New user? Register here:
Email Address:
Password:
Retype Password:
First Name:
Last Name:
Existing user? Login here:
 
 
World >

DRC children ‘affected for life’

by Paul Wilkinson

Posted: 17 Jan 2014 @ 12:22

SIMON RAWLES/WORLD VISION

Click to enlarge
Credit: SIMON RAWLES/WORLD VISION

ONE THIRD of children in the eastern Democratic Republic of Congo will potentially suffer lifelong after-effects from the continuing violence in their country, an investigation by the Christian charity World Vision suggests.

The report No One To Turn To found that frequently suffering or seeing graphic and brutal violence could alter children's brain structure, increasing the risk of mental illness, and heart, liver, and lung disease in adulthood. Children who regularly witnessed vicious episodes believed them to be the norm. The report suggests that similar effects could be happening in other conflict zones such as Syria and the Central African Republic.

World Vision, which is active in the region, called on the DRC government and MONUSCO (the UN stabilisation mission in the DRC) to strengthen national child-protection systems, enforce an agreement ending the recruitment of child soldiers, ensure that no one escapes retribution for sexual violence and other violations of children's rights, and to implement plans to disarm and disband a variety of armed groups.

It also asked government and private donors to support child-protection systems, initiatives to end child recruitment, sexual violence, and child-rights violations, and to support projects promoting cross-border peace, stability, and economic integration.

Frances Charles, the advocacy manager for World Vision in eastern DRC, where more than 1.5 million people have fled their homes, said: "It's no surprise that this conflict is affecting children; but even we were shocked at the extent we found when we looked into it. It is heartbreaking.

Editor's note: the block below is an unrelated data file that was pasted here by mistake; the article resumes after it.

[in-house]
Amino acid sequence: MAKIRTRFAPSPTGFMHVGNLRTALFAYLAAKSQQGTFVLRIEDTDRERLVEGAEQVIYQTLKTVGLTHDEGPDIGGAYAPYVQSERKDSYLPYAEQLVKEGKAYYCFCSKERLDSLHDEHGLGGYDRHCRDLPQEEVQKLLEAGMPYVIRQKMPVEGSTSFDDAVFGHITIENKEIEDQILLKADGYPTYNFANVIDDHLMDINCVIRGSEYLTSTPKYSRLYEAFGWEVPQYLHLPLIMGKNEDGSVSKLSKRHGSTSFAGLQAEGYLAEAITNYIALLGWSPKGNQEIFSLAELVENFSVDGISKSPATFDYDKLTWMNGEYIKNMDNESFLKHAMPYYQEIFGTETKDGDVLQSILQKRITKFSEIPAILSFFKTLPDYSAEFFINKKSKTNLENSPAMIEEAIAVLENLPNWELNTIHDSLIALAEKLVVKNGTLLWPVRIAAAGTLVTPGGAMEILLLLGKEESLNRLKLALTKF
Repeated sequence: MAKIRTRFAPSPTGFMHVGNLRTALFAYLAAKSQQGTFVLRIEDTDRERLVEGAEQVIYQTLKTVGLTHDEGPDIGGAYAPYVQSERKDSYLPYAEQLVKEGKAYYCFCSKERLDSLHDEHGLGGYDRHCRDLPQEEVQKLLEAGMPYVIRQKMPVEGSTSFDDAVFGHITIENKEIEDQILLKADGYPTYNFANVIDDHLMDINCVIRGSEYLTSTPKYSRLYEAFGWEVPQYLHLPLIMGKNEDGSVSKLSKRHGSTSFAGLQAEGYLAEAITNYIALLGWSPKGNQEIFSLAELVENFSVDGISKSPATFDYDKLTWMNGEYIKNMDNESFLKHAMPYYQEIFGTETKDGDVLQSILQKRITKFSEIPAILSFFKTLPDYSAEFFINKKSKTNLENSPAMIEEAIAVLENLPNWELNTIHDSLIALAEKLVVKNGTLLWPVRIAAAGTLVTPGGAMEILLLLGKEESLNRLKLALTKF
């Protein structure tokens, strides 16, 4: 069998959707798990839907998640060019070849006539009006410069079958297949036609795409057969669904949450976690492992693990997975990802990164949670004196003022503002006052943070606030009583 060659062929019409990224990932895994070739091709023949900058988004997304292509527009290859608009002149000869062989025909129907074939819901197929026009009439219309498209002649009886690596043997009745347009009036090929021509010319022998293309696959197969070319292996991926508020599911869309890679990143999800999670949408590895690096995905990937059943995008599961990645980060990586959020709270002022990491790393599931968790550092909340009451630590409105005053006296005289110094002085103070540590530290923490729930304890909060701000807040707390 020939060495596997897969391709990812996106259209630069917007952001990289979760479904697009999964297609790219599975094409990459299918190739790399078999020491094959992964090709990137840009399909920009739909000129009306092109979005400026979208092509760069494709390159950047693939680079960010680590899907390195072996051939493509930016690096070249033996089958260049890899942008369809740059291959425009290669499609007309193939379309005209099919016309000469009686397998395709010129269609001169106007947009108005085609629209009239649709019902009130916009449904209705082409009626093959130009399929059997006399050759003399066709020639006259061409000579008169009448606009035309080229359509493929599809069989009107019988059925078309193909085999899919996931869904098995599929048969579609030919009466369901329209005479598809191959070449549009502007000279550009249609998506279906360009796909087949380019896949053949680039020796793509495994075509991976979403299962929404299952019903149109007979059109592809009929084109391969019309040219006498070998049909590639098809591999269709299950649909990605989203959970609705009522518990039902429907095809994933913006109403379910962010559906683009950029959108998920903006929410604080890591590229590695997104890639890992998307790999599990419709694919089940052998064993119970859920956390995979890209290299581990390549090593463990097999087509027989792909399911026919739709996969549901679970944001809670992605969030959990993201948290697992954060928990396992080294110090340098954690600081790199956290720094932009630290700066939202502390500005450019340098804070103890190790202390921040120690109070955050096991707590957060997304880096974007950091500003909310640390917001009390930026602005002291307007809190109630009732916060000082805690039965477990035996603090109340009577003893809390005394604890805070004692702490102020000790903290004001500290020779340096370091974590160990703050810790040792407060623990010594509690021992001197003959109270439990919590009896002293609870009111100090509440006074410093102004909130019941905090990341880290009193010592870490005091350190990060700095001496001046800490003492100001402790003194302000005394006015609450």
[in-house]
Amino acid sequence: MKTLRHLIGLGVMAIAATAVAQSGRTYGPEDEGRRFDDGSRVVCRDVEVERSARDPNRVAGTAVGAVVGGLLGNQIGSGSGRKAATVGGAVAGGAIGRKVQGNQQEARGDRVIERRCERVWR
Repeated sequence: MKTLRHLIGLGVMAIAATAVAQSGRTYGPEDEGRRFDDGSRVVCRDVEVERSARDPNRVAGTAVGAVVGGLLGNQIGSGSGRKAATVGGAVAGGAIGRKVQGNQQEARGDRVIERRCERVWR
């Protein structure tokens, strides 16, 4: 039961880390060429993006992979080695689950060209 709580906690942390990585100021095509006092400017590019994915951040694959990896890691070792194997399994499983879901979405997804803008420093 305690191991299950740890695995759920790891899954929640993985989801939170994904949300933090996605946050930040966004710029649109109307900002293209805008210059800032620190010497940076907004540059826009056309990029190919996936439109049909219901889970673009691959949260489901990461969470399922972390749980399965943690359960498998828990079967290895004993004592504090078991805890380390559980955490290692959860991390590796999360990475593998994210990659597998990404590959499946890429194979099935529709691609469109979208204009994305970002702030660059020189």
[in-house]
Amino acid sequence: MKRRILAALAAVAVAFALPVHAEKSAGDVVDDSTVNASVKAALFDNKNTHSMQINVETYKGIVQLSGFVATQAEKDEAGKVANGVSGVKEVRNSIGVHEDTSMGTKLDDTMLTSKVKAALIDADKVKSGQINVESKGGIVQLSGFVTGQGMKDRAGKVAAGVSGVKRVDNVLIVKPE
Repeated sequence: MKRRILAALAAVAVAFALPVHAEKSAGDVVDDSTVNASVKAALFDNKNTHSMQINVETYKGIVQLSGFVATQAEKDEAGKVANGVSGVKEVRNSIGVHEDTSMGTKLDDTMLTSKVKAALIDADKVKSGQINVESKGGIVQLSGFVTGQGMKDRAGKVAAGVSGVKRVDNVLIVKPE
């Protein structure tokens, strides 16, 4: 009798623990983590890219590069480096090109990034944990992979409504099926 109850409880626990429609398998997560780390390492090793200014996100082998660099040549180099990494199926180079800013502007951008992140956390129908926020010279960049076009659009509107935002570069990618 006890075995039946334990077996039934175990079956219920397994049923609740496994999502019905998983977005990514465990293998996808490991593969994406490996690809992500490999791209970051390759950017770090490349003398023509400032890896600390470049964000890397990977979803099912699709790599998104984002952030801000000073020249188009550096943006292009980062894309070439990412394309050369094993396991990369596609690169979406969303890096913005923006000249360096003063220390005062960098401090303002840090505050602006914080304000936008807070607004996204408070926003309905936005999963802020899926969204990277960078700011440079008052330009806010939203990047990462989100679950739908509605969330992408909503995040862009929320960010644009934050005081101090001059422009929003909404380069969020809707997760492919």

"They usually witness unspeakable horrors, and have no home or family to turn to. We know how vital it is that they receive support, protection, and loving, caring relationships now so as to prevent permanent damage as they grow."

One 14-year-old, Laini, told the researchers: "I am always afraid since I was raped. Every time I hear a loud noise, like a plate dropping, it grabs my heart. I am always scared because there is always conflict."

Mapendo, who is 16, said: "I heard gunshots, and fled with my mother. I was ahead of my mum, and they killed her. Then, on the journey, two armed men raped me, and I became pregnant."

SIMON RAWLES/WORLD VISION

Click to enlarge
Credit: SIMON RAWLES/WORLD VISION

 

Job of the week

Diocesan Safeguarding Advisor

South West

Diocese of Exeter DIOCESAN SAFEGUARDING ADVISOR Full time (36.25 hours per week) Salary £38-40k Dependent on Experience  We are seeking a dynamic and committed Safeguarding Advisor for the Dio...  Read More

Signup for job alerts
Top feature

Rehabilitating the ‘D’ word

Rehabilitating the ‘D’ word

‘Discipleship’ has been much maligned of late. In a new book, Rowan Williams explains why it’s important, and what it involves  Subscribe to read more

Top comment

Embodying love and hope

Health-care chaplains are called to represent values from a place of vulnerability and equality, argues Jeremy Pemberton  Read More

Thu 25 Aug 16 @ 16:02
In tomorrow's Church Times: Olympic spirit, climste change, and inspiration from Broadway https://t.co/RE30XOPvVj https://t.co/D8HMf0cPle

Thu 25 Aug 16 @ 15:35
Plus make sure you visit #gbooks for the Church Times Guide to Greenbelt, this Friday's paper & a very special offer for new readers #gb16